Local Heroes 2022: Helping the city sparkle through recycling
The vision of a cleaner and greener metro is slowly unfolding under the leadership of two partners who are hell-bent on creating jobs and cleaning the streets, one piece of trash at a time.
Scott Worley and Joshua Acheampong from Land of the Living share a dream, which they speak about every morning, to create a fully machine-operated community entrepreneurship company, using recycling to generate income for impoverished communities.
“I’m just the rubbish guy!” Acheampong said, laughing.
The NPO aims to create sustainable development and employment opportunities for young people through its training programme, HOPE network of community leaders and Unantoni Endlini Recycling plant, the main operation.
“We literally started with little more than the shoes on our feet,” Worley said.
Unantoni Endlini, “what do you have in the house” in isiXhosa, was founded in 2018 as the entrepreneurial wing to sustain operations and employ young people.
Worley said: “We began this in a tiny garage in Arcadia with a broken down bakkie, that’s all we had. But we had a vision to train and empower youth to become entrepreneurs.
We quickly realised once we started that we didn’t have a sustainable funding model and we needed to create a social enterprise to generate the revenue to help drive those community-based empowerment programmes — that got us into recycling.
“We quickly realised once we started that we didn’t have a sustainable funding model and we needed to create a social enterprise to generate the revenue to help drive those community-based empowerment programmes — that got us into recycling.”
Programme manager Acheampong said they collected more than 25 tonnes of recycling every three months from the NPO’s city cleanup initiative, or individual collectors in various communities.
Acheampong said: “It’s challenging trying to empower people. We have to change their mindset and build them up while working on the job.
“But it’s fun! My love for young people, to build trust and give them the opportunities to learn and make mistakes. I’m a father, a big brother and a teacher.”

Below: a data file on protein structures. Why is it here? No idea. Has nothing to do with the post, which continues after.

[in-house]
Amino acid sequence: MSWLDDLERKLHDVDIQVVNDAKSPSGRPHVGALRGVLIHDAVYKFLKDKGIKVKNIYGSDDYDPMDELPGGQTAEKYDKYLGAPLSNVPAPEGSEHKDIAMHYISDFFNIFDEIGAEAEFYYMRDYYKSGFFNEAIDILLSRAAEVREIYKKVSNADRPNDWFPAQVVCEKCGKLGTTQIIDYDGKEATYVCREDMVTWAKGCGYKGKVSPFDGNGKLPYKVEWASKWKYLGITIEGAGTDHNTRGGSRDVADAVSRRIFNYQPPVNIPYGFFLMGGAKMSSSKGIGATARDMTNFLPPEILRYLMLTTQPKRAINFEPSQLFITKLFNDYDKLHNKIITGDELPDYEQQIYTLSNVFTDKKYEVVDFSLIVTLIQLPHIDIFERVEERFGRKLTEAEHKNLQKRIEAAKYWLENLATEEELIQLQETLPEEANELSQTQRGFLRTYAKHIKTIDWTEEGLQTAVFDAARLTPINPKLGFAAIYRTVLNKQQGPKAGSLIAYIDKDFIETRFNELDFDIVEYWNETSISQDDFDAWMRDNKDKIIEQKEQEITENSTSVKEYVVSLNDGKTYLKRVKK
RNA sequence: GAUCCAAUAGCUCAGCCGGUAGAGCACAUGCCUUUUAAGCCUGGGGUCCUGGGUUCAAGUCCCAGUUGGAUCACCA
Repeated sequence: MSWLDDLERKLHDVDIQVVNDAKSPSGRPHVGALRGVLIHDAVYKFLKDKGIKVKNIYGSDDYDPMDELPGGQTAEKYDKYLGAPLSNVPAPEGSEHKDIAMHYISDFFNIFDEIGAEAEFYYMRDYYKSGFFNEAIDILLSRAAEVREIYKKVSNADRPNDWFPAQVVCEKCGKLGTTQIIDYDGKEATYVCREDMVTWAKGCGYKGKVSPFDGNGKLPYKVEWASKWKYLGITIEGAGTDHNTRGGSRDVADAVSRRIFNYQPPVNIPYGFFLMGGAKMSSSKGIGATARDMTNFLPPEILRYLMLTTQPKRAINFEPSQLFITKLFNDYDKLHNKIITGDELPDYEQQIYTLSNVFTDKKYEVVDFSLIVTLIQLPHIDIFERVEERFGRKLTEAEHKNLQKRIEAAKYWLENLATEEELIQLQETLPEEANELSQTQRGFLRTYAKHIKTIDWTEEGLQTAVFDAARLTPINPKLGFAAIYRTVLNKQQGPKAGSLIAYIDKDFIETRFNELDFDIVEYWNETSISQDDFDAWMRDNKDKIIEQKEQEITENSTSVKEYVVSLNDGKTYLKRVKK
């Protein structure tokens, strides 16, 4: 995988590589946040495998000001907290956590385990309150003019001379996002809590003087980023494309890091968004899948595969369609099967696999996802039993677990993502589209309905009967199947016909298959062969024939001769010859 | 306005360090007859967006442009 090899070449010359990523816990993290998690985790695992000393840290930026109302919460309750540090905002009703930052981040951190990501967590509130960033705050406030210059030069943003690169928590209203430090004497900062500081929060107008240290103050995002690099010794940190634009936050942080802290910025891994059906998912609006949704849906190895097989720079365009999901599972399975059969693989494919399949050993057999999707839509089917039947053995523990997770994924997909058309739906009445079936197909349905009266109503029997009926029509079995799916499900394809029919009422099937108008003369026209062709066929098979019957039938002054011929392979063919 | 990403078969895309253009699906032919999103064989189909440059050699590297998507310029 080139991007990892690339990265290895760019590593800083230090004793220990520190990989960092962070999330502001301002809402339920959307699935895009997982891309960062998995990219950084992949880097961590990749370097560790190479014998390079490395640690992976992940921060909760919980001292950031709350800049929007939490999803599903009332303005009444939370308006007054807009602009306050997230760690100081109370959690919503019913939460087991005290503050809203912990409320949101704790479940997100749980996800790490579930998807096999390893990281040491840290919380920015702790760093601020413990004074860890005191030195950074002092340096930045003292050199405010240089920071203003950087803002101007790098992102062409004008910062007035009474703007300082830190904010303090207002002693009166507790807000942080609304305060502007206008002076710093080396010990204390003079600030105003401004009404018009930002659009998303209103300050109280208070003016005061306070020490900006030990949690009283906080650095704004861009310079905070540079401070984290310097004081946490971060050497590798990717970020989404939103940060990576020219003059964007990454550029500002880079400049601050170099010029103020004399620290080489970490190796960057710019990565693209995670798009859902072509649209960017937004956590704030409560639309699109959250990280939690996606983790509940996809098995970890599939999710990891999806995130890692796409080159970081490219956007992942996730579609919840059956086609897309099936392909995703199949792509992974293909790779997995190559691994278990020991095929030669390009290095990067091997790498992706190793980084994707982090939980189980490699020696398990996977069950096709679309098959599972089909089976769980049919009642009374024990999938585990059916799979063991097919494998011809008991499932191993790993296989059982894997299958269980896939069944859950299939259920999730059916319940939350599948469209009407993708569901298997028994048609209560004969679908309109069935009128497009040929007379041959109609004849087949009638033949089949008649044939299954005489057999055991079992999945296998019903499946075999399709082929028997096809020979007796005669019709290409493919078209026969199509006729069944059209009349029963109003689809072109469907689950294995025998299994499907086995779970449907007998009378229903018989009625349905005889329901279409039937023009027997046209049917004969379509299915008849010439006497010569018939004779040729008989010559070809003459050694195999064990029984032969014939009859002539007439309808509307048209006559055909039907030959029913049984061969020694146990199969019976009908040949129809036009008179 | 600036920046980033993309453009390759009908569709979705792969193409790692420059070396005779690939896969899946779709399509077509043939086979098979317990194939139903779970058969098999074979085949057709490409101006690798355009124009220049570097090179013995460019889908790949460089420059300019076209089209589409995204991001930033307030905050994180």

Land of the Living employs eight permanent staff members and more than 50 casual workers for their city cleanup programme and recycling plant.
“If we hadn’t started recycling we would’ve closed down. We were at the tipping point of saying hey, we are done with this, so let’s just end it.”
Acheampong said the project had seen an incredible turnaround with the ability to employ more workers.
“I wake up every morning excited coming here, seeing the young people. Their enthusiasm and happiness to come to work gives me that energy to wake up every morning and just come and meet them — they are the reason we are doing this,” he said.
Worley explained the main focus of the initiative, which involved a three-tier cleanup programme.
“We clean up and maintain problematic areas of the environment all across the city. We recycle the waste we clean up and we train and empower previously employed youth, first to be employed and eventually entrepreneurs who own their own small businesses,” Worley said.
“We sell cardboard, paper, glass and plastics. There are not a lot of places that buy recycling in East London, so we transport it out of the city.”
A once-a-week recycling collection service is also offered to residents.
“We have about 300 residents who pay R120 a month for us to collect their recycling.
“It’s a way to make it easier for people and is a big boost for us.”
Communications manager Carlos Allan said: “It all comes down to people, to help restore dignity. We have learnt that even with very little we can create so much.
We started cleaning the city because we were not happy with the ‘Slummies’ status quo.
“We started cleaning the city because we were not happy with the ‘Slummies’ status quo.”
The citywide clean-ups started in 2020 and grew into several major operations.
Worley said: “We do weeding, sweep gutters, pick up litter and cut the overgrowth of areas like the Gonubie main N2 road, Beaconhurst Drive and Upper Western Avenue.
“We have about 50 businesses that sponsor the project.”
Recycling plant supervisor Ncebakazi Mtiwake, from Gonubie, said she had been taught by Land of Living how to sort materials and was very happy to be employed.
“I come from a camp in Gonubie,” she said.
“I was unemployed when they began teaching us.
“We started collecting glass bottles from the Gonubie township, and Josh gave us a scale and a cash box and people would drop off their recycling and we would pay them.
“Scott then showed us there are more materials than just glass.
“This job changed my life. I now have my own money for myself and my daughter.”
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